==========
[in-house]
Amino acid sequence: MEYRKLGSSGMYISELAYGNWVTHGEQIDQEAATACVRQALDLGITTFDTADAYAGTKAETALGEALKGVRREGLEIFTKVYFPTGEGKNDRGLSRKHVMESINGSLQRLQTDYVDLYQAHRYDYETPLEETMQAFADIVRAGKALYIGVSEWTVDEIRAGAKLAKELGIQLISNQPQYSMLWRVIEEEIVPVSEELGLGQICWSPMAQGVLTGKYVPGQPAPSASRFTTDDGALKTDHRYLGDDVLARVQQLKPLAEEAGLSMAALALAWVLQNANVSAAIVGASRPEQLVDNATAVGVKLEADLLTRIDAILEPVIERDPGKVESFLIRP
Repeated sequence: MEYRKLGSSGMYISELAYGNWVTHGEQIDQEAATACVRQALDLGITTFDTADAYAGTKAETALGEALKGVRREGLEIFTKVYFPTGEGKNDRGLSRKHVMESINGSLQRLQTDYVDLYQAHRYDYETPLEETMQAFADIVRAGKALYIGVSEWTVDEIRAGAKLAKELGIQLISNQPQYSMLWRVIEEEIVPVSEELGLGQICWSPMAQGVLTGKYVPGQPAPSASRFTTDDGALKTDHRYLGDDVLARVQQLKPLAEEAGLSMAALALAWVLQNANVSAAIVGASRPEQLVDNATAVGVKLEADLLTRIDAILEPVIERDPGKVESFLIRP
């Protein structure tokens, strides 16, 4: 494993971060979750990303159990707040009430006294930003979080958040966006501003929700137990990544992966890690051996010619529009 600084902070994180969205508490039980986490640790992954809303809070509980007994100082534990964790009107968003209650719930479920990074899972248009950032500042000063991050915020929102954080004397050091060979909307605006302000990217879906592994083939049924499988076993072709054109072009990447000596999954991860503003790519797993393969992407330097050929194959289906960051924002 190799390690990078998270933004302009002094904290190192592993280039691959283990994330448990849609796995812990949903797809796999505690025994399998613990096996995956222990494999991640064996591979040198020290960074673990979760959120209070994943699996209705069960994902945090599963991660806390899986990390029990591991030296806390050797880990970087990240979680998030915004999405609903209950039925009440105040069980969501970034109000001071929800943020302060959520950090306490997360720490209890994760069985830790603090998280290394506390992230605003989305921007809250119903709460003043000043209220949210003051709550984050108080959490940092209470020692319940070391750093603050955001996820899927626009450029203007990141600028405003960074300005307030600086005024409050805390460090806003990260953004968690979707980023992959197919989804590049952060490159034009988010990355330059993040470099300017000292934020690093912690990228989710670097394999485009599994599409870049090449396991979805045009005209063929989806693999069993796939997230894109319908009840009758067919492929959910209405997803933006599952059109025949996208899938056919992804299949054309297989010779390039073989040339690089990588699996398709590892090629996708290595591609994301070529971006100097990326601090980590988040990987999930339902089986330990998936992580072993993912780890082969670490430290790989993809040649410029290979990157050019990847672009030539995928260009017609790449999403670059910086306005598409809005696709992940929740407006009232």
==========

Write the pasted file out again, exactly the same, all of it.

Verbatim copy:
[in-house]
Amino acid sequence: MEYRKLGSSGMYISELAYGNWVTHGEQIDQEAATACVRQALDLGITTFDTADAYAGTKAETALGEALKGVRREGLEIFTKVYFPTGEGKNDRGLSRKHVMESINGSLQRLQTDYVDLYQAHRYDYETPLEETMQAFADIVRAGKALYIGVSEWTVDEIRAGAKLAKELGIQLISNQPQYSMLWRVIEEEIVPVSEELGLGQICWSPMAQGVLTGKYVPGQPAPSASRFTTDDGALKTDHRYLGDDVLARVQQLKPLAEEAGLSMAALALAWVLQNANVSAAIVGASRPEQLVDNATAVGVKLEADLLTRIDAILEPVIERDPGKVESFLIRP
Repeated sequence: MEYRKLGSSGMYISELAYGNWVTHGEQIDQEAATACVRQALDLGITTFDTADAYAGTKAETALGEALKGVRREGLEIFTKVYFPTGEGKNDRGLSRKHVMESINGSLQRLQTDYVDLYQAHRYDYETPLEETMQAFADIVRAGKALYIGVSEWTVDEIRAGAKLAKELGIQLISNQPQYSMLWRVIEEEIVPVSEELGLGQICWSPMAQGVLTGKYVPGQPAPSASRFTTDDGALKTDHRYLGDDVLARVQQLKPLAEEAGLSMAALALAWVLQNANVSAAIVGASRPEQLVDNATAVGVKLEADLLTRIDAILEPVIERDPGKVESFLIRP
């Protein structure tokens, strides 16, 4: 494993971060979750990303159990707040009430006294930003979080958040966006501003929700137990990544992966890690051996010619529009 600084902070994180969205508490039980986490640790992954809303809070509980007994100082534990964790009107968003209650719930479920990074899972248009950032500042000063991050915020929102954080004397050091060979909307605006302000990217879906592994083939049924499988076993072709054109072009990447000596999954991860503003790519797993393969992407330097050929194959289906960051924002 190799390690990078998270933004302009002094904290190192592993280039691959283990994330448990849609796995812990949903797809796999505690025994399998613990096996995956222990494999991640064996591979040198020290960074673990979760959120209070994943699996209705069960994902945090599963991660806390899986990390029990591991030296806390050797880990970087990240979680998030915004999405609903209950039925009440105040069980969501970034109000001071929800943020302060959520950090306490997360720490209890994760069985830790603090998280290394506390992230605003989305921007809250119903709460003043000043209220949210003051709550984050108080959490940092209470020692319940070391750093603050955001996820899927626009450029203007990141600028405003960074300005307030600086005024409050805390460090806003990260953004968690979707980023992959197919989804590049952060490159034009988010990355330059993040470099300017000292934020690093912690990228989710670097394999485009599994599409870049090449396991979805045009005209063929989806693999069993796939997230894109319908009840009758067919492929959910209405997803933006599952059109025949996208899938056919992804299949054309297989010779390039073989040339690089990588699996398709590892090629996708290595591609994301070529971006100097990326601090980590988040990987999930339902089986330990998936992580072993993912780890082969670490430290790989993809040649410029290979990157050019990847672009030539995928260009017609790449999403670059910086306005598409809005696709992940929740407006009232």